____________________________
My Movember page
Solrain wrote:
WARs can use semi-colons however we want. I once killed a guy with a semi-colon.

LordFaramir wrote:
ODESNT MATTER CAUSE I HAVE ALCHOLOL IN MY VEINGS BETCH ;3
#65varusword75, Posted: May 11 2011 at 3:40 PM, Rating: Sub-Default, (Expand Post) Mojo,
#66 May 11 2011 at 3:40 PM Rating: Decent
***
2,069 posts
Nilatai wrote:
MoebiusLord wrote:
Nilatai wrote:
MoebiusLord wrote:
As I said, prove it. I have shown, clearly, that increased spending on social services, of which Planned Parenthood is a part in this country, does not lead to a significant decrease in poverty. You have yet to provide any data to refute that.

I understand why. It's because there is none. You keep pointing to your backwater sh:tholes study though, because that's so effective.
So, my example wasn't good enough because it wasn't specifically about the US? My, aren't we the ethnocentric little cretin.

Hi. You must be new here, so I'll welcome you to this internet website located in the United States of America. Most of the users here are Americans, and we tend to discuss American subjects on the message boards that this website has seen fit to provide to us.

Here's a little learning for you, since you obviously need some: if the rest of the world mattered, at all, it would have longer lines of people trying to get in to it illegally.
Gotcha! Go America!

I guess you guys should get on changing the plaque on the statue of liberty then "Give me your tired, your poor,
Your huddled masses yearning to breathe free" doesn't really seem to fit in with the modern day US. I mean, fuck people who weren't born there, right?
the baby panda doesn't speak for all of us...you're welcome here.
____________________________
http://www.marriageissogay.com/

Song of the day:
May 26, 2011 -- Transplants
#67 May 11 2011 at 3:43 PM Rating: Default
Encyclopedia
******
30,901 posts
Nilatai wrote:
So, my example wasn't good enough because it wasn't specifically about the US? My, aren't we the ethnocentric little cretin.


No. Your example isn't good enough because it is specifically about developing countries. I mean, it's also not specifically about the US, but it's not even about a country like the US. The US is not even remotely close to being unable to feed and shelter its own population, so surely you can see how your example is completely irrelevant.
____________________________
King Nobby wrote:
More words please
#68 May 11 2011 at 3:45 PM Rating: Excellent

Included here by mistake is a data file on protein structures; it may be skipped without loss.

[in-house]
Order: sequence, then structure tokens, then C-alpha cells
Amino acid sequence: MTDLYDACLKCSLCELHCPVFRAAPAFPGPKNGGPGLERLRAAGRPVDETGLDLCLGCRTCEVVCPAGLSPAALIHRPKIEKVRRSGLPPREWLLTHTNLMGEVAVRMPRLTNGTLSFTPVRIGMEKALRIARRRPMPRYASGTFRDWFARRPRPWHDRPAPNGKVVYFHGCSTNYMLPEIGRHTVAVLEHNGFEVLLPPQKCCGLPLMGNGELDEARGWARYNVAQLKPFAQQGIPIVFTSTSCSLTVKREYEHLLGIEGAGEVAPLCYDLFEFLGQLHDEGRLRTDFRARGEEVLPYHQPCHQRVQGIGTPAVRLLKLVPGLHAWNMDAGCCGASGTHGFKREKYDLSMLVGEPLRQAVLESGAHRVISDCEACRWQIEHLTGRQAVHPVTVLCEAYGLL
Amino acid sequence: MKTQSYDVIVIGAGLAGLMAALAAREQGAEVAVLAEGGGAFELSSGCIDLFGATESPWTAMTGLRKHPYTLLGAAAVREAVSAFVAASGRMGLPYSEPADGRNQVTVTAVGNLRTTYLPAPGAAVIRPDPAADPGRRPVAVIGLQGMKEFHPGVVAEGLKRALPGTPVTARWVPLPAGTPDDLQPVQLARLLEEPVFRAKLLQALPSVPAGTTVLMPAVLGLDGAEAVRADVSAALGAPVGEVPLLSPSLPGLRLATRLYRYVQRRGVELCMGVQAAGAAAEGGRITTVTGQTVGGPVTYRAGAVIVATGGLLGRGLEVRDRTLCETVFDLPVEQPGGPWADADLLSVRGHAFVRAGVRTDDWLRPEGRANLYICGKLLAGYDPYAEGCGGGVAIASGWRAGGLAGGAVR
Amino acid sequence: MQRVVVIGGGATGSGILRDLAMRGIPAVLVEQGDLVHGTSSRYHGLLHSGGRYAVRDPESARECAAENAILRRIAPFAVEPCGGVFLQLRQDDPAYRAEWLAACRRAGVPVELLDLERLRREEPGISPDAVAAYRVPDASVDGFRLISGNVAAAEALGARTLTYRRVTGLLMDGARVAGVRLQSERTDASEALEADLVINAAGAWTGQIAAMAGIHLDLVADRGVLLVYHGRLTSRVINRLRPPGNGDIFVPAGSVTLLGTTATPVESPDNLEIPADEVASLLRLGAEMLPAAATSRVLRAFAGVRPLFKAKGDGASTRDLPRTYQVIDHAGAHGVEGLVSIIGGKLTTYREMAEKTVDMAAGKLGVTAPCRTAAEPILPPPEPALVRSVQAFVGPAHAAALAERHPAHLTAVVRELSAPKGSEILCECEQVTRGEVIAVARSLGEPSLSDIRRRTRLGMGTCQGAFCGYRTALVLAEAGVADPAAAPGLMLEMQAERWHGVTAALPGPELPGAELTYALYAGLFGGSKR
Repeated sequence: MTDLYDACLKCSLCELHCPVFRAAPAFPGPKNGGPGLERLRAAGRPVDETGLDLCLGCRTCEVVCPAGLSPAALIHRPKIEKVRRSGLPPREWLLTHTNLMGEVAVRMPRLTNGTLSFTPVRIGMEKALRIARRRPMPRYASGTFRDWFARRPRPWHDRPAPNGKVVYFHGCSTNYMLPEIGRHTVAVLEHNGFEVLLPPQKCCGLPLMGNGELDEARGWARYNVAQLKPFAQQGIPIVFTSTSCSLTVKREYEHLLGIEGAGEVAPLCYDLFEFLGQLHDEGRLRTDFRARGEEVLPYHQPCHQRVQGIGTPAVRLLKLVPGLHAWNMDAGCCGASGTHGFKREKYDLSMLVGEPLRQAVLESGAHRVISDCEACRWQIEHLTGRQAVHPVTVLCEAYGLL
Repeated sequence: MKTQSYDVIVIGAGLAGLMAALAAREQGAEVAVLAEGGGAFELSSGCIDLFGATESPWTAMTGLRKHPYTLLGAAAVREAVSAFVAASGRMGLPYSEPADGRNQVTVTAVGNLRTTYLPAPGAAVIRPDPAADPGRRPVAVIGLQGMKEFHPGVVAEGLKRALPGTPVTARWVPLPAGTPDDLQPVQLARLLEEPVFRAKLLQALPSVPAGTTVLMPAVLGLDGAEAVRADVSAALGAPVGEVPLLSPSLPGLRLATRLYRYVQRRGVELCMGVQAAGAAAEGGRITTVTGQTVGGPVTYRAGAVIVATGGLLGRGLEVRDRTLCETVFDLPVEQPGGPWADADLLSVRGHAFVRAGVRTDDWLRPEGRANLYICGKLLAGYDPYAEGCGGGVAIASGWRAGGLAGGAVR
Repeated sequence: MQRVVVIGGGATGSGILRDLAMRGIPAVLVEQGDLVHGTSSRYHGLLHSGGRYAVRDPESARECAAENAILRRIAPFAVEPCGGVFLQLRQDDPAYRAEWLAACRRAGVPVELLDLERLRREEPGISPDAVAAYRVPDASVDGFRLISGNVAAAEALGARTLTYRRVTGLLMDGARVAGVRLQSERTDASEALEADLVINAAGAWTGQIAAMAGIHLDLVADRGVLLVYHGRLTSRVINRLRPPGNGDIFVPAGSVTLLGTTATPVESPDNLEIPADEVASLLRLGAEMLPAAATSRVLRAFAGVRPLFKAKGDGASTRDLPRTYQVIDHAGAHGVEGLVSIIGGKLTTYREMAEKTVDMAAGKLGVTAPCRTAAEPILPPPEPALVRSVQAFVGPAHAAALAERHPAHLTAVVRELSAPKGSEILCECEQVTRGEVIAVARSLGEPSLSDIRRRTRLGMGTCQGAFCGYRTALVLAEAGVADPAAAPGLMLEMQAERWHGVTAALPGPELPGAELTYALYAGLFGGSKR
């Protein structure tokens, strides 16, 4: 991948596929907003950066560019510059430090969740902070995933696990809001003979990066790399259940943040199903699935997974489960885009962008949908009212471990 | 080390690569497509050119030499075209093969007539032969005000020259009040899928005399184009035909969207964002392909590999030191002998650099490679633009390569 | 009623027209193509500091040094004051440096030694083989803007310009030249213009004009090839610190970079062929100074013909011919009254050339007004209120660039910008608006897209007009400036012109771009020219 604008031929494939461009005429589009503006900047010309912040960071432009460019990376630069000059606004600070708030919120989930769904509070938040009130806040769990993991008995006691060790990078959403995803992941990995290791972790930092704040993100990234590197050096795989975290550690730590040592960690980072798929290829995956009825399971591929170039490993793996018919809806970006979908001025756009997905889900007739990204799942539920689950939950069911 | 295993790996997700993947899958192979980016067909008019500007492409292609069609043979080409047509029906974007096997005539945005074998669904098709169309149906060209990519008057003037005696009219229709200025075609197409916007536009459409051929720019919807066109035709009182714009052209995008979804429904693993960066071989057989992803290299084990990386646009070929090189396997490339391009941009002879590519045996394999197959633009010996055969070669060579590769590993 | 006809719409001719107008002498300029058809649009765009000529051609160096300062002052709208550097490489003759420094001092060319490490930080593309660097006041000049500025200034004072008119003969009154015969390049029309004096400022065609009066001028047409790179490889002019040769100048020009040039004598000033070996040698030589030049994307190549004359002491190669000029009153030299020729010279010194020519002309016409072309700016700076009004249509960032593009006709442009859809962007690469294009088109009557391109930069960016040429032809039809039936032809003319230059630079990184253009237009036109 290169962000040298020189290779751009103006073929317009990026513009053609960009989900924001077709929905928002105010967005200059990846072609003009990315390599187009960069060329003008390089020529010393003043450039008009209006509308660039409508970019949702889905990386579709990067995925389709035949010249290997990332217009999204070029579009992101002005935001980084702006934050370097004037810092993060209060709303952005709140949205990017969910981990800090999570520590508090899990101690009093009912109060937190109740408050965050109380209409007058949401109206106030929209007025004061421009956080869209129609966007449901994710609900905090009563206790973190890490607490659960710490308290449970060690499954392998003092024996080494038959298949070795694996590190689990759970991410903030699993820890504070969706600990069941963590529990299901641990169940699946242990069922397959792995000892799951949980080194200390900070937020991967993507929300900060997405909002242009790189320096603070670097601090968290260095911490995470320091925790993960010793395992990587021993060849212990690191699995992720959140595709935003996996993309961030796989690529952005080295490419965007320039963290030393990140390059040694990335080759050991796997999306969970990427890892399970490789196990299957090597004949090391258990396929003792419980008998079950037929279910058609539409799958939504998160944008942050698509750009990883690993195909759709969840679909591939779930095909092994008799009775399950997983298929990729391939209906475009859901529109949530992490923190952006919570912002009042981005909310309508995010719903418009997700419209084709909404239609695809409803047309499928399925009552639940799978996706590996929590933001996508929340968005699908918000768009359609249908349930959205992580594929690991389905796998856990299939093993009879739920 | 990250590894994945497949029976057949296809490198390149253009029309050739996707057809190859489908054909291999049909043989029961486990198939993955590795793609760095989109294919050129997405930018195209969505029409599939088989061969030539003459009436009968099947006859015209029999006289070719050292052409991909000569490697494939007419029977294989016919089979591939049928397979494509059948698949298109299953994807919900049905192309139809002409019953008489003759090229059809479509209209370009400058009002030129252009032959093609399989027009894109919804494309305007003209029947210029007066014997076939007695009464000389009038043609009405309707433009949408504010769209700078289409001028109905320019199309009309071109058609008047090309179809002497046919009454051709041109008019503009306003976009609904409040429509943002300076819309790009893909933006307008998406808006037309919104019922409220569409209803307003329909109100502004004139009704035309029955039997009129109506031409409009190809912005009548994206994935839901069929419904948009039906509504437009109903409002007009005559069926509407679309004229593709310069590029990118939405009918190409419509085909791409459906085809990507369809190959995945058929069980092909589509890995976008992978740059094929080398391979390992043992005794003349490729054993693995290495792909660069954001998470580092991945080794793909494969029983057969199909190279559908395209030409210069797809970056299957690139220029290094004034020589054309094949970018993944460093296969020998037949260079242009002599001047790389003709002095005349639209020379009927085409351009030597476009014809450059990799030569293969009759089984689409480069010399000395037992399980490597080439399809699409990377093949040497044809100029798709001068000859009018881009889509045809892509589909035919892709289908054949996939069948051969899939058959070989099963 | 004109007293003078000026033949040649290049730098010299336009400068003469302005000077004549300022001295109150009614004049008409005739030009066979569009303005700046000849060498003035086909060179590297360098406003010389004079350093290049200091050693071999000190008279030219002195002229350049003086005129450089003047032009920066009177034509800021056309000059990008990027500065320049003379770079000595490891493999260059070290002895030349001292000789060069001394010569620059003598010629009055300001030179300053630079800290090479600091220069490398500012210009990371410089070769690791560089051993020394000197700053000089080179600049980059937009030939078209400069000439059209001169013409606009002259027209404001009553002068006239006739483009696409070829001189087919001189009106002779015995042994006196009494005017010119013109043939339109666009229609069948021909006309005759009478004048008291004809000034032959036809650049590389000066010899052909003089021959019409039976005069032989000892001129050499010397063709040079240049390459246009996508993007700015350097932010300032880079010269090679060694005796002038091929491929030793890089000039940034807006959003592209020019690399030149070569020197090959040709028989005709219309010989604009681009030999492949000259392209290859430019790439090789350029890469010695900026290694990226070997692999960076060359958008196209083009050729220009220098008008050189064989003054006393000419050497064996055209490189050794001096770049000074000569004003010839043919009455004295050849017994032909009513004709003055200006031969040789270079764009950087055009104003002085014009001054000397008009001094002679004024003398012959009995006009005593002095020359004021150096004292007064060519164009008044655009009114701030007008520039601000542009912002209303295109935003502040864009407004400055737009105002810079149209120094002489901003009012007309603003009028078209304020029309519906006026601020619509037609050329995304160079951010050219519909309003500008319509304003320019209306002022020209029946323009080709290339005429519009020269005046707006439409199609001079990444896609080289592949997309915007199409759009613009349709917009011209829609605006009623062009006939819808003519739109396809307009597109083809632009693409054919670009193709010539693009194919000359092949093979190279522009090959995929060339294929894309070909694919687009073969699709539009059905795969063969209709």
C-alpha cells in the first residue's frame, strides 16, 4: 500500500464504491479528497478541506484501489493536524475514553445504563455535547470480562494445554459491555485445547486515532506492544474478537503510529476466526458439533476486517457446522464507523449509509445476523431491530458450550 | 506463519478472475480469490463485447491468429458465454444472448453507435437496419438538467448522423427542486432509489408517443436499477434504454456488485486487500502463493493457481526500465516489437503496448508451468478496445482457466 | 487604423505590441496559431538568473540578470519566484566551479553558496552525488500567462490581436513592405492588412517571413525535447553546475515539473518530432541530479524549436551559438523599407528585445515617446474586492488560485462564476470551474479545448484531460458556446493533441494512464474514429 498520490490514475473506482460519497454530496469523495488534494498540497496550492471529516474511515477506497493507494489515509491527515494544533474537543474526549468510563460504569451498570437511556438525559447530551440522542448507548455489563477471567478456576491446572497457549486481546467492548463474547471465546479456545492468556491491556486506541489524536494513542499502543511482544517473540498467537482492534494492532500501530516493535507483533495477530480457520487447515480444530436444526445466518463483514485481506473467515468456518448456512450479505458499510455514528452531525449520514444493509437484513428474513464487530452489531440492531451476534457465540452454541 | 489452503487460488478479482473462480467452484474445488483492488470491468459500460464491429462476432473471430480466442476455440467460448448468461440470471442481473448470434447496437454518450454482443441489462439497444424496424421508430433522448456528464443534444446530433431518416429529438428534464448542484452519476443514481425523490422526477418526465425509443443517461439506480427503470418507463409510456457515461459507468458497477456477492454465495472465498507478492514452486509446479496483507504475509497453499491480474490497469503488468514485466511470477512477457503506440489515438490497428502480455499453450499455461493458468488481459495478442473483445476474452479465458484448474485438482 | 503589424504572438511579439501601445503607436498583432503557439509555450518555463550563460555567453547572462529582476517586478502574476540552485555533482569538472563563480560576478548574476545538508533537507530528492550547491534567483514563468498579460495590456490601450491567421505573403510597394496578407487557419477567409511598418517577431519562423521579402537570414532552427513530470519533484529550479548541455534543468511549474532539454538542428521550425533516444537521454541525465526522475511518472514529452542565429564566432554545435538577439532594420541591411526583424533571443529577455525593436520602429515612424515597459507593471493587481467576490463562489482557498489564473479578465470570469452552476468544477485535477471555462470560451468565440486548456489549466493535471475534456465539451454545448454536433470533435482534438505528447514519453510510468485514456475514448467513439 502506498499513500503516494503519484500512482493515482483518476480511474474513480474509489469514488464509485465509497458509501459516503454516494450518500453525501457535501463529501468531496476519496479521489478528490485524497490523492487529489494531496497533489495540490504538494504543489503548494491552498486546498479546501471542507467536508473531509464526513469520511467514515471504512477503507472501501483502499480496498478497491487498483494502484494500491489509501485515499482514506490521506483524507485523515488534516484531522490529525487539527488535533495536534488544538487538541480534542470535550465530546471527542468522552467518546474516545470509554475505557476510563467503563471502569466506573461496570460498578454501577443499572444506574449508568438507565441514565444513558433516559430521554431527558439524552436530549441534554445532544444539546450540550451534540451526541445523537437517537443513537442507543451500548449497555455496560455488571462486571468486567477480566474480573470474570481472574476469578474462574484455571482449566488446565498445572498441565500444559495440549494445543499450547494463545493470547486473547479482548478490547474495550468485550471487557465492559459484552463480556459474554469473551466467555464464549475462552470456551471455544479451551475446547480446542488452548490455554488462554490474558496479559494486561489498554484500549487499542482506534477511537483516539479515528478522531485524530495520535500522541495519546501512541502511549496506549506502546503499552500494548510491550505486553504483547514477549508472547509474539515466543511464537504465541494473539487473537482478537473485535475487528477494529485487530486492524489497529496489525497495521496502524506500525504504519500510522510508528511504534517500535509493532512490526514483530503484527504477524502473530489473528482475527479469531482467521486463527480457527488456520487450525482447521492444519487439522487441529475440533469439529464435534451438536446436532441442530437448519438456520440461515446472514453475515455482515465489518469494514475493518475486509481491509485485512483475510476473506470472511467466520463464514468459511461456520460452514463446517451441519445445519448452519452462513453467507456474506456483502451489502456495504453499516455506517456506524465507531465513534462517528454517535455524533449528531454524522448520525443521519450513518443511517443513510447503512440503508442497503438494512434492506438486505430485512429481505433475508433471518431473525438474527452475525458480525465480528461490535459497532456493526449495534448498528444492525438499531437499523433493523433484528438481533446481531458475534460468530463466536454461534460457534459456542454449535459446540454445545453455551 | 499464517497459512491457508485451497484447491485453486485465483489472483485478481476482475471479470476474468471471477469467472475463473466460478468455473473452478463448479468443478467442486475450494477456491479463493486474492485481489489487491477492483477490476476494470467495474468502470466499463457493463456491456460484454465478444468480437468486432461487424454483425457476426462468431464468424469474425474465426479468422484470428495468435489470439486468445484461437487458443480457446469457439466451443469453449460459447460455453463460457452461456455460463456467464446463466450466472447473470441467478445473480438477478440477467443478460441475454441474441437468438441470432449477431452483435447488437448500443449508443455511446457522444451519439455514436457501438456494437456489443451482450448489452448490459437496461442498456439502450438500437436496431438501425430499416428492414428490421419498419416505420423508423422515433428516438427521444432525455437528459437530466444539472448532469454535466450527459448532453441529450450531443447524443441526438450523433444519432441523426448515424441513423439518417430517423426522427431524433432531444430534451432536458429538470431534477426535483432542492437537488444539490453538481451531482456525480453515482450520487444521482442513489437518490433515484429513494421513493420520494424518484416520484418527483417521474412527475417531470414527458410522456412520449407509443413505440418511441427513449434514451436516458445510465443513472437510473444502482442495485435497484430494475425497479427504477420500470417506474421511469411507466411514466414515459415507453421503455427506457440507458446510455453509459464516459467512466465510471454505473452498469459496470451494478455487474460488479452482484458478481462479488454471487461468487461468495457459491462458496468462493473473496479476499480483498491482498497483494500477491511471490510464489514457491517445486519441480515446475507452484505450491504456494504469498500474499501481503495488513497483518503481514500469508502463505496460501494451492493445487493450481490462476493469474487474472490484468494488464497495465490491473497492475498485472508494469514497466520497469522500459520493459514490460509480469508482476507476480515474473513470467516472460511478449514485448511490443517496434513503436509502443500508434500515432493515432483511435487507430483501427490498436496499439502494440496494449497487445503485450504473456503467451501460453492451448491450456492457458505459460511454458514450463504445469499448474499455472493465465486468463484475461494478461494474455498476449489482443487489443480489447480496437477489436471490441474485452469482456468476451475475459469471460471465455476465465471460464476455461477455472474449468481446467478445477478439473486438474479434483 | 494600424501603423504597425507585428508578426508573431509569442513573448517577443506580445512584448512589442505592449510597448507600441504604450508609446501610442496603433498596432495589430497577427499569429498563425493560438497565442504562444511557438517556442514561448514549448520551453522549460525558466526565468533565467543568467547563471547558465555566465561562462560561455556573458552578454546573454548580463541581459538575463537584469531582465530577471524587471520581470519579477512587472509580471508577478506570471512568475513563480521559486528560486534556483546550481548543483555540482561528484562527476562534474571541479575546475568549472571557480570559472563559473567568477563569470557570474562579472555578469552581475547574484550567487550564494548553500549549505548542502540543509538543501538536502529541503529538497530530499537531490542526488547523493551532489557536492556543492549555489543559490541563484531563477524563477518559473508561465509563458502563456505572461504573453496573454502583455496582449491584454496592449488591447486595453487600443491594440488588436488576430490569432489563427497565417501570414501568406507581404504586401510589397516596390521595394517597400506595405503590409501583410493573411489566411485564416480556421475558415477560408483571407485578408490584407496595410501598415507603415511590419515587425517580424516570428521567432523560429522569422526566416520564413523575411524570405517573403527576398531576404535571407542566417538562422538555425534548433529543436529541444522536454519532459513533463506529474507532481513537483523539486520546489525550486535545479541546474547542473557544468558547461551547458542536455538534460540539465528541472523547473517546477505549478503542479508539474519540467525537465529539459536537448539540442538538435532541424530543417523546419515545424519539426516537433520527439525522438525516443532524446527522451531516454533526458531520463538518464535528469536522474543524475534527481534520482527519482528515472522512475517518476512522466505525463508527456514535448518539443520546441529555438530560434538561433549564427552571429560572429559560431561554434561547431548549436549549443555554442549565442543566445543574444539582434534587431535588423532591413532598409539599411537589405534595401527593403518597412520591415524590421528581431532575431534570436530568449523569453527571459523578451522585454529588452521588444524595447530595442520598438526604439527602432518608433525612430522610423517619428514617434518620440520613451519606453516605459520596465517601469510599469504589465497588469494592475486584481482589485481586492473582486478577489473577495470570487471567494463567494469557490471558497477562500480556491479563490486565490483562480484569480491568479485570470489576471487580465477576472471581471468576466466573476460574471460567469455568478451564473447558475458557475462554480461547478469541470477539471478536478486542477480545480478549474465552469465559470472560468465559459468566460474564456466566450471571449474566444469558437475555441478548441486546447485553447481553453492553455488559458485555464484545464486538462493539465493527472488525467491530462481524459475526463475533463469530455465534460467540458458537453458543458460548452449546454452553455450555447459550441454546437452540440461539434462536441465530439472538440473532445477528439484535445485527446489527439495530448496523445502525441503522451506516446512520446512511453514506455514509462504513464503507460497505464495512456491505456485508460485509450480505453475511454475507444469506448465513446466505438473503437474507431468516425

******
41,360 posts
gbaji wrote:
The US is not even remotely close to being unable to feed and shelter its own population,
But damn, do we try not to.
____________________________
George Carlin wrote:
I think it’s the duty of the comedian to find out where the line is drawn and cross it deliberately.
#69 May 11 2011 at 3:47 PM Rating: Good
Drunken English Bastard
*****
15,246 posts
gbaji wrote:
Nilatai wrote:
So, my example wasn't good enough because it wasn't specifically about the US? My, aren't we the ethnocentric little cretin.


No. Your example isn't good enough because it is specifically about developing countries. I mean, it's also not specifically about the US, but it's not even about a country like the US. The US is not even remotely close to being unable to feed and shelter its own population, so surely you can see how your example is completely irrelevant.
So, if you can't feed and clothe your own population, programs which help to limit population growth are fundamentally useful for preventing more people you can't feed and clothe, right?
____________________________
My Movember page
Solrain wrote:
WARs can use semi-colons however we want. I once killed a guy with a semi-colon.

LordFaramir wrote:
ODESNT MATTER CAUSE I HAVE ALCHOLOL IN MY VEINGS BETCH ;3
#70 May 11 2011 at 4:03 PM Rating: Decent
Scholar
****
5,159 posts
Nilatai wrote:
So, if you can't feed and clothe your own population, programs which help to limit population growth are fundamentally useful for preventing more people you can't feed and clothe, right?

You know, I agree with your fundamental point, but Christ, could you be any thicker about it? You took a statement which was meant to be applied universally and tried to defend it with statistics that only apply locally. Moe argued against it on those grounds and you immediately tried to defend it with.. the same data. Which is still not applicable in the US or, as even gbaji pointed out, developed countries in general.

Granted, Moe's statistics aren't any better, but at least he knows it.
#71 May 11 2011 at 4:04 PM Rating: Decent
Muggle@#%^er
Avatar
*****
19,384 posts
Quote:
I know three children who were all conceived on the pill. Actually it may only be two; I think the third one was conceived after the father had a vasectomy. But they're hoping that taking out her ovaries will put a stop to it...


One of my best friends' boyfriend tells me that his parents adamantly claim that he was conceived while using both the pill and a condom. The same is apparently true for their youngest daughter. Only the two in the middle were planned.

[EDIT]
Quote:
You know, I agree with your fundamental point, but Christ, could you be any thicker about it? You took a statement which was meant to be applied universally and tried to defend it with statistics that only apply locally. Moe argued against it on those grounds and you immediately tried to defend it with.. the same data. Which is still not applicable in the US or, as even gbaji pointed out, developed countries in general.

Granted, Moe's statistics aren't any better, but at least he knows it.


Pretty much this. If I had to make a hypothesis, I would imagine that you were right (though perhaps not significantly so). But the data offered doesn't support your argument for the US.

Edited, May 11th 2011 6:06pm by idiggory
____________________________
IDrownFish wrote:
Anyways, you all are horrible, @#%^ed up people

lolgaxe wrote:
Never underestimate the healing power of a massive dong.